It has been ages and ages since I’ve written anything. A lot of crappy things happened, a lot of good things happened.
An amazing thing happened this weekend, though — amazing enough to dust off the ol’ blog and write about it!
I finally ran (and walked. So much walking!) 100 miles!
Short back story: when COVID shut everything down, I went a little bonkers and decided I was going to run 100 miles. On my treadmill. (it’s a thing). I trained really hard but had to stop at mile 72 due to massive hives and the fact that the hot belt was literally cooking my poor feet. Needless to say, I was not happy. So I signed up for another 100 miler four months later. I chose a Yeti race because I know those
crazy awesome people are super supportive. Also, it was a no-drop race of 7.7 mile loops. Everything over 25K would count. Even if things went sideways, I was sure I could hit 100K.
I trained in the most mind numbing way I could. All of my long runs were either on the treadmill or short (5ish) mile loops. I knew boredom would be a factor. In retrospect, I should have watched the exact same movie every time I was on the treadmill. That might have helped!
The race was down in a tiny little town called Damascus, VA. The RD is local to the area and he uses the races to support the local economy (which I love!). Damascus is a through-town on the Appalachian Trail and seven different trails run through it (hence the name of the race). The trail we were using was the Creeper Trail. It is a totally flat rail-to-trail that runs along the river, through some farm land, and through people’s front yards. For real.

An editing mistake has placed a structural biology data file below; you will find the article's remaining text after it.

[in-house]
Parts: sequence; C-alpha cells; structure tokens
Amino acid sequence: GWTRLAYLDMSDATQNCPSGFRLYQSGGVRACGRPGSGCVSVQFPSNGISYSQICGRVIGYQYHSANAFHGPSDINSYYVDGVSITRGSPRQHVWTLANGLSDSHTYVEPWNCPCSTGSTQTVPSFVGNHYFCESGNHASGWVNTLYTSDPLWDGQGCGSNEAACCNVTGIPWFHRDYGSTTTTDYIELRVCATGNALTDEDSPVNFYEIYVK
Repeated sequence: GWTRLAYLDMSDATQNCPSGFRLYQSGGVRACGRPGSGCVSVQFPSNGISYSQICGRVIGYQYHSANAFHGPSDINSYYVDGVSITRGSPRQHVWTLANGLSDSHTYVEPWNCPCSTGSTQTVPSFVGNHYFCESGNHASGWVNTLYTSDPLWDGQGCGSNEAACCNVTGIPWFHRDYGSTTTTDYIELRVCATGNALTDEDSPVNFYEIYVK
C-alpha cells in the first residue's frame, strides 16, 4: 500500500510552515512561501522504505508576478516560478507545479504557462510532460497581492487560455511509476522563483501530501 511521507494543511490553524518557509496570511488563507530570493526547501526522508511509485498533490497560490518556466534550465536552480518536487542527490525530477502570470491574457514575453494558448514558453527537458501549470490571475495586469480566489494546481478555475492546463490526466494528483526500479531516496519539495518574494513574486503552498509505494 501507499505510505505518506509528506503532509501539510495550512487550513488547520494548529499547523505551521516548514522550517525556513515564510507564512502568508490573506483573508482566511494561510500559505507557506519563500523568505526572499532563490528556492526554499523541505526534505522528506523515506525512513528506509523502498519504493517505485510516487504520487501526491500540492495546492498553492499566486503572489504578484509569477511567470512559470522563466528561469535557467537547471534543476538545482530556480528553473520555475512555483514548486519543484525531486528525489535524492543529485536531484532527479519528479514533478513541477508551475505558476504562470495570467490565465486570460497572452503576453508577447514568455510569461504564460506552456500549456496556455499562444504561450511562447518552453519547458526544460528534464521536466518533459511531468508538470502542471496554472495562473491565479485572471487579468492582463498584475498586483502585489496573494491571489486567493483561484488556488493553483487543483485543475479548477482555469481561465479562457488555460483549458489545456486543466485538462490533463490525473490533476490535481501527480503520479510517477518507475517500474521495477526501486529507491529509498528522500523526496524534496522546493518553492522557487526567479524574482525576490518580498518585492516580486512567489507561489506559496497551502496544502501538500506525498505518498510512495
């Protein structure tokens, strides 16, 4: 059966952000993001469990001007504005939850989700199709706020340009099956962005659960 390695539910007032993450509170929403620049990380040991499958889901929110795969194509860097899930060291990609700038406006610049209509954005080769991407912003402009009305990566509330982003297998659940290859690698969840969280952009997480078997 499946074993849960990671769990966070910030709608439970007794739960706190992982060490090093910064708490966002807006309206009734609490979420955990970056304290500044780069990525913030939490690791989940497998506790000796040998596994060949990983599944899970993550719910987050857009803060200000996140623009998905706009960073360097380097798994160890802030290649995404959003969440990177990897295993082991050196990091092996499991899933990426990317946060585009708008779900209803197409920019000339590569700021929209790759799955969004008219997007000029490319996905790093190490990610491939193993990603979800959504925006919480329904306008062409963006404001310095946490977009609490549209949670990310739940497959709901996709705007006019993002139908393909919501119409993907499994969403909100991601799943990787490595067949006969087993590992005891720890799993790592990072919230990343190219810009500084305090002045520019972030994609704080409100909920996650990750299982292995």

A couple of running friends and I shared a cute little house, 0.4 miles from the start. That is the beauty of small-town races! We were able to set up a canopy in the aid station area and had just about everything you could ever imagine there. Some people came with a full crew to help them but the compact course meant that wasn’t strictly necessary.
We started at 5:00, on one of the two light up bridges leading you out of town.
We all had headlamps but it was very dark and uneventful. All along, we had been focusing on turning around at the old, rusted Pepsi machine that is along the trail. It is even part of the race logo! When the RD told us that we actually had to go about 0.20 miles past it, there was some grumbling. Also, the turn around was a bit… vague. I was towards the back of the pack and suddenly I heard shouts of “turn around! turn around!” and a mass of headlamps coming back at me. Apparently, the lead runners had shot right past the turn around marker and didn’t realize it until they hit a gated off cow pasture. Oops!
The morning passed somewhat uneventfully. I kept a 4/1 run walk interval for the first 50K and then switched to 3/1 until I hit 50 miles. I had a text string going with my husband, son, and friend at home and sent them a text every time I finished a loop, since there was no tracking for this race. I tried to eat as much as I could but I started out a bit in the hole. I had brought along some pancakes and shoved them in my vest pocket – I managed to force down a couple and that kept me going. Before heading out for loop four, I had a quesadilla from the main aid tent and that was MAGIC! I think that was my fastest loop! That gave me enough of a burst to PR my 50 mile time by 1 hour and 40 minutes. I was hoping for more but the sun was fully out and that is my kryptonite.